Students may want to attend full-time, but “they can’t afford to reduce their work hours and still make rent and car payments and help with their family expenses,” he said. “This aid will help offset that.”
Dow said community colleges across the state have been developing incentives and outreach efforts to make it easier for students to return to campus after enrollment declines at community colleges nationwide. In particular, she’s seen California community colleges identifying and actively reaching out to students who left during the pandemic and offering counseling services to help them re-enroll and to ensure they know what academic and financial aid supports are available.
California Community Colleges over all experienced a 12 percent enrollment decrease from fall 2019 to fall 2020, a loss of 186,688 students. Dow noted that California community college students are more often working adult learners and parents compared to students in the state’s four-year institutions, so they were particularly hard-hit by the economic downturn.
“So many students lost their jobs,” she said. “So many students lost family members, and their financial stability was really compromised -- and in many ways continues to be compromised moving forward because of COVID. It’s really smart that community colleges are thinking about the reality that everything is not back to normal and students may need the financial incentive or additional financial support to go back to college.”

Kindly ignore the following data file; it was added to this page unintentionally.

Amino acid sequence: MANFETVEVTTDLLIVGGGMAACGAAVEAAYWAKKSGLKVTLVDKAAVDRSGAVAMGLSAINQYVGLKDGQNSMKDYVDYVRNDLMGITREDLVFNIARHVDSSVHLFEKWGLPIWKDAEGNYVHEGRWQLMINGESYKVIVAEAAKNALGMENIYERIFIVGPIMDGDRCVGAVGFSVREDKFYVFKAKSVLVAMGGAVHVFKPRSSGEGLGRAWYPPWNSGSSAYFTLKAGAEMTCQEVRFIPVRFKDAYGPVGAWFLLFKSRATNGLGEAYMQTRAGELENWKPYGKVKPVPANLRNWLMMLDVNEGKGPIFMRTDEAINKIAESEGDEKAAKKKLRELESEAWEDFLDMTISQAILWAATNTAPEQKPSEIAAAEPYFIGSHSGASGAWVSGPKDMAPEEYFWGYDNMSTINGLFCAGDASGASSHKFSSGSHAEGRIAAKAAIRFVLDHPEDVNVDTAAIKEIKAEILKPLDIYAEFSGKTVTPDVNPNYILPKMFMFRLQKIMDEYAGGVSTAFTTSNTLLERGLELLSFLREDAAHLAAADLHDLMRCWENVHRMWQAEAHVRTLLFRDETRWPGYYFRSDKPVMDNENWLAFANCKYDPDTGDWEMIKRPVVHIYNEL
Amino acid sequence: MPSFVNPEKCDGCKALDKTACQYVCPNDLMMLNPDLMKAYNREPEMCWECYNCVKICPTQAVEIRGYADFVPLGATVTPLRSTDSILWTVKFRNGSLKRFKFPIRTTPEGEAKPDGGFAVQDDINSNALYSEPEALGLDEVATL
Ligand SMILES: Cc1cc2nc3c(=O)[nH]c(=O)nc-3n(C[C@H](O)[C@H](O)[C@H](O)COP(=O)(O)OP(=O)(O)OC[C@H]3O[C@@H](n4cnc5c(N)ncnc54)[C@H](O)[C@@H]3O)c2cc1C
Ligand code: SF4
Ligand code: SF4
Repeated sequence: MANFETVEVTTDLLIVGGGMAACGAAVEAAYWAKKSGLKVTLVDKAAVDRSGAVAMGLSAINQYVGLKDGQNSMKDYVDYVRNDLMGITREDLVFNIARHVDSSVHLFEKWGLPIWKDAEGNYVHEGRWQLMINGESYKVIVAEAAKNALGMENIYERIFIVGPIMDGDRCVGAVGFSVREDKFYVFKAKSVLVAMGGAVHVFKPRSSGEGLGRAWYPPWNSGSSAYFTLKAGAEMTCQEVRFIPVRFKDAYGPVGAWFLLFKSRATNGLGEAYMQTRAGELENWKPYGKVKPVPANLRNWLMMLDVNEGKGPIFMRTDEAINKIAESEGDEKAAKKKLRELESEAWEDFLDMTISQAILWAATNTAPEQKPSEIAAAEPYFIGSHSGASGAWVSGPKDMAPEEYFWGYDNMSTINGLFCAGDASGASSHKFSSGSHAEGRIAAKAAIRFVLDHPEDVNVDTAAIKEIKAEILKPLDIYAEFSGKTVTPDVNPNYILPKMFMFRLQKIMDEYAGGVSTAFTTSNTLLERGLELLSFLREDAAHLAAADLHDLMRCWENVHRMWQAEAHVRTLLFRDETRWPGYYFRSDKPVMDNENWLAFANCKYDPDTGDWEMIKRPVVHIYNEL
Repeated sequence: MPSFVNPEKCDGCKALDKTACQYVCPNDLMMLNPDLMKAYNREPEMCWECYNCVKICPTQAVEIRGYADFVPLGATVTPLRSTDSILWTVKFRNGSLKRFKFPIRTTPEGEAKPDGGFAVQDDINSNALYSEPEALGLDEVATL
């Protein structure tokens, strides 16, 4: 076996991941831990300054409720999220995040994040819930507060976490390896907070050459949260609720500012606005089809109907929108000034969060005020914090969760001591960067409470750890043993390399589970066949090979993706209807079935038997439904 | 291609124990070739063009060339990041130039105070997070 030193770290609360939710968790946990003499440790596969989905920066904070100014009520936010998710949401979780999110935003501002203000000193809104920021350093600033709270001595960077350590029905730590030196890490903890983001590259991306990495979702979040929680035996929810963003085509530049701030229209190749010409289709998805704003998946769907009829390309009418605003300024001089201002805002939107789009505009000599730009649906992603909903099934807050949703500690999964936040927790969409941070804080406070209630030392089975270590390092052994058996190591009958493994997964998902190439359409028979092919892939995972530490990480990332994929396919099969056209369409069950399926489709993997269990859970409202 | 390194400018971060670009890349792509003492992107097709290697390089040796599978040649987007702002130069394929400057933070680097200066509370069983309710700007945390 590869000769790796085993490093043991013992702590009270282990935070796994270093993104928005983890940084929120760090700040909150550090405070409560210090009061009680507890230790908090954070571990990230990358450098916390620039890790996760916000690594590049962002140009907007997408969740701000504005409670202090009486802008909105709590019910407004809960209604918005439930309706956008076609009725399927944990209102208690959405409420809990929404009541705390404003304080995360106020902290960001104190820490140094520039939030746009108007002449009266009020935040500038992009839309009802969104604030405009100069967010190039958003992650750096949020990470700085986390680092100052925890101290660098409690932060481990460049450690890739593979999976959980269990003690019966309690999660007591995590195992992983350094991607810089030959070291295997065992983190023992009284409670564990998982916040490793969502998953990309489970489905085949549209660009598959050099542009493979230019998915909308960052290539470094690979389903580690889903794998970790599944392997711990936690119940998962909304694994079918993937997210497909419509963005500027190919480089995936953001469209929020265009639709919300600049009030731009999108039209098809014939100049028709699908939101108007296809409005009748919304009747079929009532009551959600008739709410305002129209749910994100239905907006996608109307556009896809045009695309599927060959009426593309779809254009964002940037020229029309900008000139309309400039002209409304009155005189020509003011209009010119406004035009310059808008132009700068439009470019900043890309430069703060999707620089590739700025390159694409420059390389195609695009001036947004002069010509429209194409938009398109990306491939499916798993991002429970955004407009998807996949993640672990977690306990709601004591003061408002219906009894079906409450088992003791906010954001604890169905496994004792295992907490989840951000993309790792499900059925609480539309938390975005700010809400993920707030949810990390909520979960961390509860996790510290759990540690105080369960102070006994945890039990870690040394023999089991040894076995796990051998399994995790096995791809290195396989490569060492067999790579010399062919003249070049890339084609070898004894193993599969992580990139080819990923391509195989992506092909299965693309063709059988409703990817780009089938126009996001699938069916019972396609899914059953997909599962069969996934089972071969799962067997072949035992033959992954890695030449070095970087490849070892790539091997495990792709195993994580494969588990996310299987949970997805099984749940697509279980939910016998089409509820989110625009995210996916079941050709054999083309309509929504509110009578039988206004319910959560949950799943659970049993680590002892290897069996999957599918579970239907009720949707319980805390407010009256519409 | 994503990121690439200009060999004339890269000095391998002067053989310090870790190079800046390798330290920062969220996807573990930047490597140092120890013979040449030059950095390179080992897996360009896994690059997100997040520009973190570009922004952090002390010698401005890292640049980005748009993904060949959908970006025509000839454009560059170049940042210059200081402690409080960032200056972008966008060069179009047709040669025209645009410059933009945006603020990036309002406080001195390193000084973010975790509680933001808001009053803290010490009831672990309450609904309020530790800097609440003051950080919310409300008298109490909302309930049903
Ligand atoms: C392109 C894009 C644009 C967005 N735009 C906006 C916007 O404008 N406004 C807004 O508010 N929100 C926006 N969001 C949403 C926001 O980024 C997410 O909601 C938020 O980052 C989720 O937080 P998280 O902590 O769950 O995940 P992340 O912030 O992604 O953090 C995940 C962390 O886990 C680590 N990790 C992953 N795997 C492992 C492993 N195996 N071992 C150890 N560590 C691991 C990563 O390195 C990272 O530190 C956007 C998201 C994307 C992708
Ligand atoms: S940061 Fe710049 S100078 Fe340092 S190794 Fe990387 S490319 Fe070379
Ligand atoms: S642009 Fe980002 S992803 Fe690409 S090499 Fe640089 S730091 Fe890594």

The initiative at College of Marin also echoes efforts across the country to recruit students and ease the financial burden of enrolling at community colleges this summer and fall. Community colleges have been offering incentives such as free summer courses, laptops and textbooks to draw first-time students and entice students who left back to campus.
Leanne Davis, associate director of research and policy at the Institute for Higher Education Policy, said the influx of federal relief funds has allowed community colleges to take a variety of approaches to lighten students’ financial loads and help them complete their studies.
“The institutions often know what’s right for their students, and the same thing isn’t necessarily going to work at every single institution of higher education,” she said. “Student populations are unique. Institutions are making a lot of big decisions about what their students need and what they need to do to help their students succeed.”
She believes one-off stimulus funds won’t solve deeper retention problems within higher education, but these initiatives can be a “springboard” for longer-term solutions to keep low-income students enrolled.
“It's a great launchpad,” she said.
Dow, of the College Campaign for Opportunity, hopes that the grants offered by College of Marin and other student support initiatives fueled by COVID-19 relief funds will show California lawmakers the value of funneling more funding toward community colleges. She noted that the majority of California college students attend community colleges, but the system receives less state funding than the California State University and University of California systems.
Students “are still in need of significant resources to be able to go to college and thrive,” she said. “My hope is that we, California, are inspired by this influx of resources and hopefully the corresponding enrollment jumps and retention jumps … and really continue to think about reforming our own Cal Grant system and equitize the financial distribution between community colleges and their four-year peers.”